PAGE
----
Almost every time Edwin Armando Alvarez overdosed on fentanyl, he said he awoke grateful to be alive. But on March 9, alone in his residential hotel room in San Francisco’s Tenderloin, he didn’t wake up. He died at 53, lying on his apartment floor among cockroaches, moldy food and heaps of trash.
A week before he died, he called his daughter, Genoveva Alvarez-Arroyo, expressing a desire to escape the life he found himself in. He started using fentanyl while living on San Francisco’s streets, and the city had placed him in housing just blocks from where drug dealers hawked the deadly opioid.
“I know I can really, really beat this,” Alvarez said in his final voicemail to his daughter. “I try and try and try.”
Alvarez-Arroyo said she knew her dad as a talented artist and as an exceedingly tidy person. He painted several murals across the city and was known by friends as “Smiley” for his positive attitude.
“He was the best dad ever,” said Alvarez-Arroyo, who lives in Oakland. “Then he started to change. It got bad. Like really, really bad. I've never seen him like that before. … Living down there didn't help him at all.”
Alvarez was one of at least 85 people who fatally overdosed in San Francisco’s housing for formerly homeless people this year by July 31, according to data from the Chief Medical Examiner’s Office analyzed by The Standard.
Inside taxpayer-funded supportive housing, nearly three people died of overdoses every week on average in the first seven months of this year, according to the medical examiner’s data.
The city’s leaders and largest homelessness nonprofits appear to be undercounting the loss of life from drugs in the city-funded housing units. In a statement, Mayor London Breed’s office said it counted 67 reports of accidental drug overdoses in its supportive housing buildings last fiscal year, which ran from July 2022 to June 2023. Breed’s office said 51% of those overdoses were reversed, while 31% had an “unknown outcome” and just 18% resulted in a “known fatality.”
That would bring the number of “known” deaths to roughly 12 people over the course of the year.
The medical examiner’s data shows at least 17 people died by July 31 this year inside the buildings of a single housing provider, Episcopal Community Services. Representatives of the organization told The Standard they are unable to track the number of overdose deaths in their facilities due to a lack of staff.
Another 19 people died inside buildings run by the Tenderloin Housing Clinic, whose executive director, Randy Shaw, said his organization isn't told how its clients die.
The Department of Homelessness and Supportive Housing said Breed’s data comes from critical incident reports collected from housing providers. But because the cause of death often isn’t determined until months later, many fatal overdoses go uncaptured in the reports.
“I don’t have the capacity to chase the coroner,” said Lauren Hall, executive director of the nonprofit housing provider Delivering Innovation in Supportive Housing. “I really think the data collection is something that the city is trying to figure out because everybody wants to know the number.”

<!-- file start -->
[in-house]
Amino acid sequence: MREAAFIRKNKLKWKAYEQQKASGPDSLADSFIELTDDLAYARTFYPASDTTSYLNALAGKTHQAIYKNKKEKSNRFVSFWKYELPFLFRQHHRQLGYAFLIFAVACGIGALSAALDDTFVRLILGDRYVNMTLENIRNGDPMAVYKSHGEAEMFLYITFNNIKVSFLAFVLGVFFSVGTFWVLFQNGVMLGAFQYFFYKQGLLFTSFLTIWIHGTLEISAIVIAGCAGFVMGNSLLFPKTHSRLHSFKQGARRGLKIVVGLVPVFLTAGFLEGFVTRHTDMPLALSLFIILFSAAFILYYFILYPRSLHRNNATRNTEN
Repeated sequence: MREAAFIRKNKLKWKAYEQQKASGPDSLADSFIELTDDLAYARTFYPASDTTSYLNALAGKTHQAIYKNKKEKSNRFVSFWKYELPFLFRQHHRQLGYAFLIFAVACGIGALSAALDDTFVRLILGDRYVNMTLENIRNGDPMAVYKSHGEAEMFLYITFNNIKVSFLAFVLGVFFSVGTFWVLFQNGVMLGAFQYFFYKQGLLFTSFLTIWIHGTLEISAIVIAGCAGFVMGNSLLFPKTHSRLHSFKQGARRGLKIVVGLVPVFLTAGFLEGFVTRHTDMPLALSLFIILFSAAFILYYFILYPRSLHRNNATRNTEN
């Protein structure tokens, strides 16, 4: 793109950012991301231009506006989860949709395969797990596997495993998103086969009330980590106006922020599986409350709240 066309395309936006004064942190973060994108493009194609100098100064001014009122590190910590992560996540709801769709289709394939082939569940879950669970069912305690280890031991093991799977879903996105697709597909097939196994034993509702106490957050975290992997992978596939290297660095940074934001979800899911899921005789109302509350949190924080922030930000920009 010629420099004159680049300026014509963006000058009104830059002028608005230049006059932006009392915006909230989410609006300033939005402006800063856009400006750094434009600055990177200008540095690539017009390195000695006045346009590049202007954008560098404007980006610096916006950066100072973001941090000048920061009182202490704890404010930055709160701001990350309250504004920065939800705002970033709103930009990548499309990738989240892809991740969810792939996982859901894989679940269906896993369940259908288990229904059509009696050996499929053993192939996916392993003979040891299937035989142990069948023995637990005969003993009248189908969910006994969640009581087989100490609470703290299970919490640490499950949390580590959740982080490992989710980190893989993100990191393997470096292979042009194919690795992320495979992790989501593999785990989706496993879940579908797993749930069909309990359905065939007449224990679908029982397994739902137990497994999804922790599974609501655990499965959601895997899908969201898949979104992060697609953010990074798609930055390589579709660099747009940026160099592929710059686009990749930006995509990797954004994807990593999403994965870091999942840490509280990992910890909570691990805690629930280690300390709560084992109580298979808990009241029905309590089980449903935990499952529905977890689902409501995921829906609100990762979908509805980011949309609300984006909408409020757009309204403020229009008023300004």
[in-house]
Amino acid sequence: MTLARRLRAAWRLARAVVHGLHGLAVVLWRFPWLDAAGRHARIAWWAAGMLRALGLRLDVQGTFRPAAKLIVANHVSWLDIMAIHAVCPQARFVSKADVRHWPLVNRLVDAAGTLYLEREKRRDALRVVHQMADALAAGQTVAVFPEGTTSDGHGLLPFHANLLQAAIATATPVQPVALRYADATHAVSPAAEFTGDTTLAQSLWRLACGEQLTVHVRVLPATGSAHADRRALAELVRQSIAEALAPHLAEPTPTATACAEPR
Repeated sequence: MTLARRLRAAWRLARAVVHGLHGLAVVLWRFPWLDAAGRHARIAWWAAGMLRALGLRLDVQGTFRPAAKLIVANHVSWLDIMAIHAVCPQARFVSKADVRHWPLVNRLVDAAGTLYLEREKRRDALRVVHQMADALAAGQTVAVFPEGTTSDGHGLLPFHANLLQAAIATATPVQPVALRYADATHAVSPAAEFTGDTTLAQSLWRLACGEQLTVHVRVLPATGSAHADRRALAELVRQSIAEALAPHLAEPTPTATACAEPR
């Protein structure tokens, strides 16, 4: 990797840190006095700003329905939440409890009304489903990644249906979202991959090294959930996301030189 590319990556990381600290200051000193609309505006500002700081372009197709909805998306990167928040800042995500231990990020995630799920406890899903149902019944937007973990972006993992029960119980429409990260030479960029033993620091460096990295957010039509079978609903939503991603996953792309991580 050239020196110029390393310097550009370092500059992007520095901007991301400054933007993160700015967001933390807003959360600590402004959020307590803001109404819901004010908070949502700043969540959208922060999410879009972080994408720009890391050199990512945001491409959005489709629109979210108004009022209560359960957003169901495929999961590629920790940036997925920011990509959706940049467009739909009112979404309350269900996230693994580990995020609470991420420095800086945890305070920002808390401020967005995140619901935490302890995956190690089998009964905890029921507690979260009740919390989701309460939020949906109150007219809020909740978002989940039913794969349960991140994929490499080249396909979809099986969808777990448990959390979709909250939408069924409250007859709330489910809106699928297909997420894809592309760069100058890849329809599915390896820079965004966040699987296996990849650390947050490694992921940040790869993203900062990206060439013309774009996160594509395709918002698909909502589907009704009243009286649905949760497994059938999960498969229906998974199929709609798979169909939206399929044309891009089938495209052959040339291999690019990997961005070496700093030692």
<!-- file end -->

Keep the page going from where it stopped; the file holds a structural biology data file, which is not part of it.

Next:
The homelessness department has a $713 million budget this fiscal year, and 59% of the department’s budget over the next two years is allocated to housing. The city’s budget for behavioral health services sits at $592 million, according to a January presentation.
In a statement, Breed’s office and the Department of Public Health pointed to increased investments in treatment as well as outreach teams and overdose prevention measures aimed at improving the health outcomes of drug users in supportive housing units. The health department said it distributed more than 73,000 doses of the overdose reversal medication naloxone this year while providing addiction and mental health care to 25,000 people annually.
“The accidental overdose death rate in San Francisco is alarmingly high, and would be even higher if not for our many efforts,” the health department’s statement read. “We continue to work urgently, in many areas, to respond to this situation with the goal of saving lives.”
A record number of 563 people citywide lost their lives to overdoses by August this year, according to preliminary data from the medical examiner’s office.
A Paradigm Shift
In January, the city opened a state-of-the-art, six-story building at 1064 Mission St. with the capacity to house 256 formerly homeless people. The building’s website promised it would serve as a national model “to help San Francisco’s most vulnerable, chronically homeless neighbors achieve housing stability, improve health outcomes, and lead stronger, more independent lives.”
Within a week and a half of the building’s opening, two people fatally overdosed in its rooms.
Critics of the city’s current policies say the death toll illuminates the risks of taking people straight from the streets and shelters and placing them into isolated housing units. Others say the city must invest more in measures to assist people in reversing overdoses inside the buildings.
Chris Callandrillo, chief operating officer for Episcopal Community Services, told The Standard the nonprofit is working to train its residents and stock the overdose reversal medication Narcan on every floor of its buildings.